My Lords, the comment "I told you so" is a tiresome one and I do not propose to indulge in it, except to remind your Lordships that on at least one occasion previously over the gaming legislation the Churches Council on Gambling warned the Government of a serious gap in their proposals. That warning went unheeded and chaos followed with serious social consequences on a wide scale, and we had to have that long debate over the new Gaming Act which has now brought some sense and order into the situation. Unless the Government implement their original intentions in the Bill of providing betting shops in competition with the bookmakers, and so exercising governmental control and restraint to some degree, I greatly fear that we shall have need to meet on some occasion in this House to consider these matters again and we shall have to do so, unfortunately, under the pressure of the social distress caused by commercially stimulated gambling when it has reached such a stage that it cannot be further ignored.

12.25 p.m.


My Lords, I was proposing to begin by saying that those whose experience in recent weeks has driven them to a state of despair in thinking that Governments can never be persuaded to change their minds about anything, would be heartened if they were to compare this Bill as it was presented originally to the other place with this Bill as it emerges from the other place, because that comparison indicates that this Government, on this occasion at any rate, have changed their mind very considerably indeed. But then what happens? The noble Lord, Lord Hoy, says that all we have here is the remnants of a Bill, and the right reverend Prelate says we have an emasculated Bill. I suppose the answer is that between General Elections a Government cannot win.

However, my Lords, I was going to refer in detail to only one aspect of the Bill, and that is the power given to the Tote to operate as a bookmaker as well as a Tote; and to suggest that this power might lead to consequences which Parliament has never intended and would not approve of unless we have a further proviso inserted into the Bill. The Tote under its new power I suppose may feel its way carefully into operating as a bookmaker. It may find that this venture is promising and successful. It may find that bookmaking is more profitable to it than running pools, and it may gradually, I suppose, start reducing the number of pools that it operates on horseraces and increasing the amount of bookmaking on horseracing that it does. So far as I can see, the Tote would be perfectly within its powers to do this because, although it is given power to operate pools, it is under no obligation, as I understand it, to operate a pool upon every horserace. It does do so, but then of course that is because at present the only form of betting that the Tote is empowered to use is pool betting and if it did not run a pool on a horserace it could not bet on that horserace at all.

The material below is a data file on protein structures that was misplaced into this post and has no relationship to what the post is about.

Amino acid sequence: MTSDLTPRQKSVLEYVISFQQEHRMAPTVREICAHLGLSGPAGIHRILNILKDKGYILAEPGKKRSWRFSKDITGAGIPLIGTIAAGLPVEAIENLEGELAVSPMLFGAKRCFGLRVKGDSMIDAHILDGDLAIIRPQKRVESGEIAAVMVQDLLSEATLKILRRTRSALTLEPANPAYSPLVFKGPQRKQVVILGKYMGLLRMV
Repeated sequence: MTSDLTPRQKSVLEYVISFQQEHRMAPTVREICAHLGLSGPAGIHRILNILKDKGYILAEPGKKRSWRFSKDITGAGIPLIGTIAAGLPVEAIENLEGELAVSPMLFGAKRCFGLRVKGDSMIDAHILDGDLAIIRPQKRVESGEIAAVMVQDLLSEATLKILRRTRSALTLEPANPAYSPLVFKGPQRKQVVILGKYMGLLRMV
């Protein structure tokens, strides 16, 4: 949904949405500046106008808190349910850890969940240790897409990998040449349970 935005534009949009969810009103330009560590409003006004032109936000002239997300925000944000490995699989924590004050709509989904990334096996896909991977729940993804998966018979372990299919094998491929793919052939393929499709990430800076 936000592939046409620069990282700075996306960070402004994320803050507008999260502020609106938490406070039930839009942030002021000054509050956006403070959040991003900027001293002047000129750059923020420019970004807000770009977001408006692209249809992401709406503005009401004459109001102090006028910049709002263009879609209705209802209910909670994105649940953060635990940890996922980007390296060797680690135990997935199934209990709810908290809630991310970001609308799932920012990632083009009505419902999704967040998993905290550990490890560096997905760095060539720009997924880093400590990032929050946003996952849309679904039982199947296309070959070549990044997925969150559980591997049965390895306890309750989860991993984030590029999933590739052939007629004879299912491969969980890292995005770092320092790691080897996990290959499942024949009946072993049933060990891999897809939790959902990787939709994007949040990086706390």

It is clear from the speech of the Minister in opening this debate that it is not intended at present, at any rate, that the number of pools that the Tote runs should be reduced. I took down one or two phrases from the Minister's speech. He referred to a comprehensive pool betting service which was to continue, and he said that it is not intended to turn the Tote into a bookmaker. So I have no immediate fears. I do not suppose the present Tote Board under the present Government would in any event start reducing the number of pools that it operates and simply do bookmaking instead. But we have to consider what other Tote boards might do under future Governments. A Tote board is as entitled to look to its own commercial best interest as is anybody else, and if a future Tote board thought that it was going to do better commercially by reducing the number of its pools and increasing the amount of bookmaking that it did, then what would there be to stop it from taking that course? All I say about that is that it would be entirely contrary to the intention of Parliament as expressed in all the legislation regarding the Tote, which has always been regarded by Parliament as being required to give a full betting alternative to bookmaking, and that it would be wrong therefore if the Tote were to cease to operate pools in favour of bookmaking. Therefore, I suggest that we need in Committee to insert a proviso to make quite clear that on any event upon which the Tote operates as a bookmaker it shall give equal facilities for pool betting on that event in order to keep faith with Parliament's intention that it should primarily be a pool betting concern.

12.30 p.m.


My Lords, in rising to support this Bill, which I do wholeheartedly, I must say that I would not have done so if it had arrived in your Lordships' House in the form in which it originally appeared in the House of Commons. I thought it extremely unfair that the money derived from bookmakers should go to bolster up the Tote Board, because the money provided by the bookmakers from their clients should be for the betterment of racing and breeding and not to bolster up an alternative organisation. At the same time I think we all wanted to see a strong Totalisator Board. It was my noble relative, the late Lord Glyn (then the honourable Ralph Glyn, M.P.) who piloted that Bill through the House of Commons in 1928 on behalf of the Jockey Club. He did so as a Private Member, and it was then considered to be a considerable achievement that he was able to pilot that Bill at least through its Second Reading, after which I think he did have some Government assistance. That Bill set up betting on racecourses for cash only.